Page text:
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Quoting Dr. Seuss, ‘Just go, Go, GO!’ federal judge dismisses Blagojevich political comeback suit

SPRINGFIELD, Ill. (AP) — Rod Blagojevich, the ex-governor and ex-con who often dusted off ancient and sometimes puzzling quotations to emphasize his positions, found himself at the other end Thursday when a federal judge dismissed his lawsuit attempting to return to public life by quoting Dr. Seuss: “Just go.”

The Chicago Democrat, impeached and removed from office by the General Assembly in 2009, then sentenced to federal prison for political crimes, filed suit in federal court to reverse a ban accompanying his impeachment that prohibits his return to public office.

On Thursday, in a colorful, 10-page smackdown dismissing the action from Chicago, U.S. District Court Judge Steven Seeger debunked the former governor’s claims issue by issue, then relied on Dr. Seuss’ 1972 book, “Marvin K. Mooney Will You Please Go Now!” to suggest what Blagojevich should do:

“The time has come. The time has come. The time is now. Just Go. Go. GO! I don’t care how. You can go by foot. You can go by cow. Marvin K. Mooney, will you please go now!”

Mark Vargas, a Blagojevich spokesperson, said the ruling was no surprise.

“The people should be able to decide who they want or don’t want to represent them,” Vargas wrote on X, formerly Twitter, “not federal judges or establishment politicians who are afraid of governors who fight for the people.”

He did not say whether Blagojevich, 67, would take further action.

As Illinois governor from 2003 to 2009, Blagojevich was fond of quoting Greek philosophers, Roman statesmen and the Bible (particularly John 8:32: “The truth will set you free.”)

He was impeached and removed from office in 2009, then convicted of 17 counts of corruption in 2011, including attempting to sell or trade for political gain the U.S. Senate seat vacated by Barack Obama upon his election as president. He served eight years behind bars of a 14-year sentence before his sentence was commuted by then-President Donald Trump in 2020. The Illinois Supreme Court also revoked his law license.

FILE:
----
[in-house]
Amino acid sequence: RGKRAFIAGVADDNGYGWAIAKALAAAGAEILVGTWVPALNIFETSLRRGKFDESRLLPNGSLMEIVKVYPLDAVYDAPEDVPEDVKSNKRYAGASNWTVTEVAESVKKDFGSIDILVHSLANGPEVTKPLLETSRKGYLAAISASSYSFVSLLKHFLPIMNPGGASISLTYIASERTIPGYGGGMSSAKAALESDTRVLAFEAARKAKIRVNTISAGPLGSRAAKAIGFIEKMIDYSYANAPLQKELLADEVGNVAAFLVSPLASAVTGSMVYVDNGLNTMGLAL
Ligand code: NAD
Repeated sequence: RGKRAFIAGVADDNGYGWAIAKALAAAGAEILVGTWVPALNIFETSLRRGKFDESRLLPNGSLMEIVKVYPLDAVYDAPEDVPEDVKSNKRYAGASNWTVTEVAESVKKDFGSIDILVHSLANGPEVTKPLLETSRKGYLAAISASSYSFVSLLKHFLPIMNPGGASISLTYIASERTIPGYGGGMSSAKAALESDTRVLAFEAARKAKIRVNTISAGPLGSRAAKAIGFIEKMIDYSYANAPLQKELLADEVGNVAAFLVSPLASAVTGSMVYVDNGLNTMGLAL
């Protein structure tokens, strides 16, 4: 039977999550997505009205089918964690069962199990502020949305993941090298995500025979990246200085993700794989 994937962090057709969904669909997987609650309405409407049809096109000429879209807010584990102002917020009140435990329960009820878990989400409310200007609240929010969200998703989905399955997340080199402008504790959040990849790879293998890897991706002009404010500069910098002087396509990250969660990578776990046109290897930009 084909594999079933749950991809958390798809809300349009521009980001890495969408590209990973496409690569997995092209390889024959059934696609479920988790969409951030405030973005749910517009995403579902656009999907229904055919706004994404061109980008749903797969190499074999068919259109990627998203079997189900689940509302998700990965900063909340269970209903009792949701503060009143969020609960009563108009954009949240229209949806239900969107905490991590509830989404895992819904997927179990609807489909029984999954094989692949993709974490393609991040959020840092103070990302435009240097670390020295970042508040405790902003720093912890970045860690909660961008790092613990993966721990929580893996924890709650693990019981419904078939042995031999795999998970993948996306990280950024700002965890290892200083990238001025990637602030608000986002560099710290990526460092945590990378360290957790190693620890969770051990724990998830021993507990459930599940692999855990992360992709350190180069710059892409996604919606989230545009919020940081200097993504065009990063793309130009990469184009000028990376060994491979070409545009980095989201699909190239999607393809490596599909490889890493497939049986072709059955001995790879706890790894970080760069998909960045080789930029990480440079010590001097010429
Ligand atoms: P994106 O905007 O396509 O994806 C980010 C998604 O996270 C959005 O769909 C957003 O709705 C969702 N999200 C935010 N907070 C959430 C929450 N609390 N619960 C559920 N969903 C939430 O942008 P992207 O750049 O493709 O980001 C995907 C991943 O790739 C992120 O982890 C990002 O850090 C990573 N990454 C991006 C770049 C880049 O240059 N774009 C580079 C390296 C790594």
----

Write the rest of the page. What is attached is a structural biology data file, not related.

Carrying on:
Blagojevich, who routinely joked while governor that he had received a “C” in constitutional law at Pepperdine University Law School, filed the lawsuit in 2021, representing himself. Accompanied by a gaggle of news reporters, cameras and microphones outside the Dirksen Federal Building in Chicago, the always impeccably coifed Blagojevich declared, “I’m back.”

The federal civil rights complaint sought to reverse the state Senate’s impeachment ban on his holding office again, arguing the ban violates the Constitution’s Sixth and Fourteenth Amendments and the First Amendment’s protection of the people’s fundamental right to vote. “And by that,” Seeger explained, “Blagojevich apparently means the fundamental right to vote for him.”

“The complaint is riddled with problems,” Seeger began. “If the problems were fish in a barrel, the complaint contains an entire school of tuna. It is a target-rich environment. The complaint is an Issue-Spotting Wonderland.”

First off, Seeger said that civil rights complaints must be filed against a person, which neither the state of Illinois nor its General Assembly is.

Next, Seeger discussed at length why a federal court cannot intervene in a legislative impeachment proceeding because of the Constitution’s separation-of-powers provision. The judge then pointed out that even if the impeachment ban was reversed, Illinois state law still prevents a convicted felon from holding “an office of honor, trust or profit.”

The Sixth Amendment, Seeger wrote, applies to criminal trials, not civil trials: impeachment “took away his job, not his liberty,” he said.

Further, Blagojevich can’t sue to protect the rights of voters. They need to speak for themselves, Seeger said, and “no voter is here hoping to cast a vote for Blagojevich.”

Finally, the judge said, Blagojevich might not even have a reason to proceed because when he filed the lawsuit, he said he might want to run again, but hadn’t decided. Seeger noted that a legal claim is not “ripe” if it depends on “contingent future events that may not occur.”

“The case started with a megaphone, but it ends with a whimper,” Seeger concluded. “Sometimes cases in the federal courthouse attract publicity. But the courthouse is no place for a publicity stunt.

“He wants back. But he’s already gone. Case dismissed.”

John O’connor, The Associated Press


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